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Charles Pomeroy emerged from a nomadic childhood in the Mid-west—he was born in Beloit, Wisconsin—to enter another nomadic life in the U.S. Navy starting in 1947 at the tender age of 17. He served eight years as an aircrew member specialized in electronics, which included two combat tours during the Korean War. That war also introduced him to Japan, a country that in 1950 was yet to recover from the destruction of WWII.
But it was during a later assignment to the Naval Attaché in Rome, Italy, in 1954 and exposure to a world beyond the military that awakened a desire for a higher education. As chance would have it, an interest in Japanese language and arts led to contacts with the Japanese community in Rome. Thus, two years later he left the military and, student visa in hand, boarded a freighter for Japan in early 1957.
Following language school and four years of study in Tokyo at Sophia University (Jochi Daigaku), the author graduated with a B.A. in Asian History, with emphasis on the arts. He also tried his hand at creating art himself, producing woodblock prints, but failure there would turn his attention more to the written word as a way to earn a living. Initially, as a freelancer he translated over a dozen books, ranging from the simpler "Japanese Toys" to the more complex "Chinese Eunuchs." Morphing from freelance translator into a correspondent specializing in coverage of Japan’s healthcare industry came about in 1966 and continued until he retired in 2004.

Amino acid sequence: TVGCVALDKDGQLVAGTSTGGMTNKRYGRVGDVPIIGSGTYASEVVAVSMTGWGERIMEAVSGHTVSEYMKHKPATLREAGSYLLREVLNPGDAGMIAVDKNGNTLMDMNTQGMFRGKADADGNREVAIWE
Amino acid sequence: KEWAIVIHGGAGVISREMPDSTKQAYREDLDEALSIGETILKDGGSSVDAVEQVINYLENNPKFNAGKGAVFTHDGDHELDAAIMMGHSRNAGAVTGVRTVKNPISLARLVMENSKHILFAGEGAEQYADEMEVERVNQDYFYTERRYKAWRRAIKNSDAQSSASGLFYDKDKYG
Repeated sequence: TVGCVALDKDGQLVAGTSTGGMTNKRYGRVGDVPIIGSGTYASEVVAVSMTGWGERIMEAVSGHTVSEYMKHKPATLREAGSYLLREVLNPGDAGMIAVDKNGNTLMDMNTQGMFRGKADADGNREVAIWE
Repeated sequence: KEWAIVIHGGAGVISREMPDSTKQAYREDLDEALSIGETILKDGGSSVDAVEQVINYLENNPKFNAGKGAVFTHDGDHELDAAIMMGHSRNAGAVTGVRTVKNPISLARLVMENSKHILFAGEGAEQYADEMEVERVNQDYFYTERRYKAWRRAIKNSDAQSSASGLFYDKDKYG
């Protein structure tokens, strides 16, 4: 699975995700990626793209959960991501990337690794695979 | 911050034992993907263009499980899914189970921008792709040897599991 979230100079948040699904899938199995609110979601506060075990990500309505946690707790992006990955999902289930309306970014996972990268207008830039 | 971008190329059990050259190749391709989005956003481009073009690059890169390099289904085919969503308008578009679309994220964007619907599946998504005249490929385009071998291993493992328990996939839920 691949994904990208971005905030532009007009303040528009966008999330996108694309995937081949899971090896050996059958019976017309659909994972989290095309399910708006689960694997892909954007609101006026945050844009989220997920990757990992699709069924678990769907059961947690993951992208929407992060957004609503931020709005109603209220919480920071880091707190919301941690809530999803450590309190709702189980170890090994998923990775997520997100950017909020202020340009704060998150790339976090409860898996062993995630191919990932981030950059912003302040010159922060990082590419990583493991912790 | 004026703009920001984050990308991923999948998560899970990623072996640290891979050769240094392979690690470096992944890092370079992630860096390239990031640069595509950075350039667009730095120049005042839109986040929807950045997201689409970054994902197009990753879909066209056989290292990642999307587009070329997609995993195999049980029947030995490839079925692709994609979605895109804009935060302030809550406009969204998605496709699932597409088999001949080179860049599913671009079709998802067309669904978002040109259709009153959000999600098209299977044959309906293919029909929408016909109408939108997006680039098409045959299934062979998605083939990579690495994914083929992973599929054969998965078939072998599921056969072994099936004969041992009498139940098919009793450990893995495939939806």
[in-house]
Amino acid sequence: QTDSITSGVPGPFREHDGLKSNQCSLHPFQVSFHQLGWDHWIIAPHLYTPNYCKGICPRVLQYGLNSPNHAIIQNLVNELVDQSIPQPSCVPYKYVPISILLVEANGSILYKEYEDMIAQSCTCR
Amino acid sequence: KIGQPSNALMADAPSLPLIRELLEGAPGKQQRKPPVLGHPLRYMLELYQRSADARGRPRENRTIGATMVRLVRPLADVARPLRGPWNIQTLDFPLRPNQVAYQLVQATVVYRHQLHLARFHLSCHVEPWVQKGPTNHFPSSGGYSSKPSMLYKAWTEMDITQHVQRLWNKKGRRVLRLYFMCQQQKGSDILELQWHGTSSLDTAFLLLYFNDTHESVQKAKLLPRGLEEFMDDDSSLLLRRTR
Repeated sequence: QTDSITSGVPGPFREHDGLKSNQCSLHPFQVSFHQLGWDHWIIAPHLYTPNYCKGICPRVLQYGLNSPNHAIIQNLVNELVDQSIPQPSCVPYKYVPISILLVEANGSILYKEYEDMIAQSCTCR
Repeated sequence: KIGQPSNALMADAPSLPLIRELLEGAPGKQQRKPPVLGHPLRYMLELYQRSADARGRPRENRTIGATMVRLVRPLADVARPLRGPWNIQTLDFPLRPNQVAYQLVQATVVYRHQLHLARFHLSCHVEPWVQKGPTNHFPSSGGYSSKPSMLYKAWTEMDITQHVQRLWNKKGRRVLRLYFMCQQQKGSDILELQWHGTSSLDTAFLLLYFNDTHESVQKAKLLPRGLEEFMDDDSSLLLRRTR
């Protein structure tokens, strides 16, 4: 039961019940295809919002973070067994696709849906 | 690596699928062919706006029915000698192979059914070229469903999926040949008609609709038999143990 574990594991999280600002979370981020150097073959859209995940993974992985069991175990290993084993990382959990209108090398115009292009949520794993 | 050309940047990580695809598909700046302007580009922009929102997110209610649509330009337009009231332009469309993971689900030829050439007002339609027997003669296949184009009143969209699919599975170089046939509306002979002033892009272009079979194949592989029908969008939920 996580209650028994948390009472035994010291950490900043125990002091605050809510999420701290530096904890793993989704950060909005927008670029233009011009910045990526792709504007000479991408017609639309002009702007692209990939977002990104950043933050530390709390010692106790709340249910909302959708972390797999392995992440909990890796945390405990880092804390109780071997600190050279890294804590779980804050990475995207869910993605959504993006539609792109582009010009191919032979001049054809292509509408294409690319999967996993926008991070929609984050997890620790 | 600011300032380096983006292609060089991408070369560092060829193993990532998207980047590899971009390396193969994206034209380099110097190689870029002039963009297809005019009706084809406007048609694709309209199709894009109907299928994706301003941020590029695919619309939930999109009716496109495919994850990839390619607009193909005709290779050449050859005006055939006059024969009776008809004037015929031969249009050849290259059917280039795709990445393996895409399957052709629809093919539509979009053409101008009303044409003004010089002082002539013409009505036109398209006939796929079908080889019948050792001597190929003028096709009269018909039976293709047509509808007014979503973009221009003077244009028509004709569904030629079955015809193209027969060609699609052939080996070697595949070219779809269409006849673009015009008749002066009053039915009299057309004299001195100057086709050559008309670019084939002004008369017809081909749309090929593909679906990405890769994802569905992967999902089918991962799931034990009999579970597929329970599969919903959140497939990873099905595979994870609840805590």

As an author, his first book, "Traditional Crafts of Japan" (Weatherhill) was published in 1967. In the mid-1990s, as General Editor he focused the knowledge of five colleagues to put together a history book, "Foreign Correspondents in Japan" (Tuttle), published in 1998. A more recent book, "Pharma Delegates," was published in 2013.
Following a failed marriage, the author found his life-long mate in 1986, Atsuko Kobayashi. As well, he eventually became enamored with her home town, Otsuchi in Iwate Prefecture and a new home was built there in 1999 in anticipation of retirement. Retirement, in turn, allowed resumption of his earlier passion of woodblock printing. That blissful life came to an end with the March 11, 2011, Great East Japan Earthquake and the following tsunami onslaught.
On his first visit soon after the tsunami, while viewing the bare foundations of his former home, the author was struck by the absolute stillness of a now dead town, interrupted occasionally by the distant sound of backhoes moving debris. That eerie silence triggered an overwhelming desire to share with the world the story of Otsuchi and one family’s travails as a microcosm of the tragedy as presented in "Tsunami Reflections."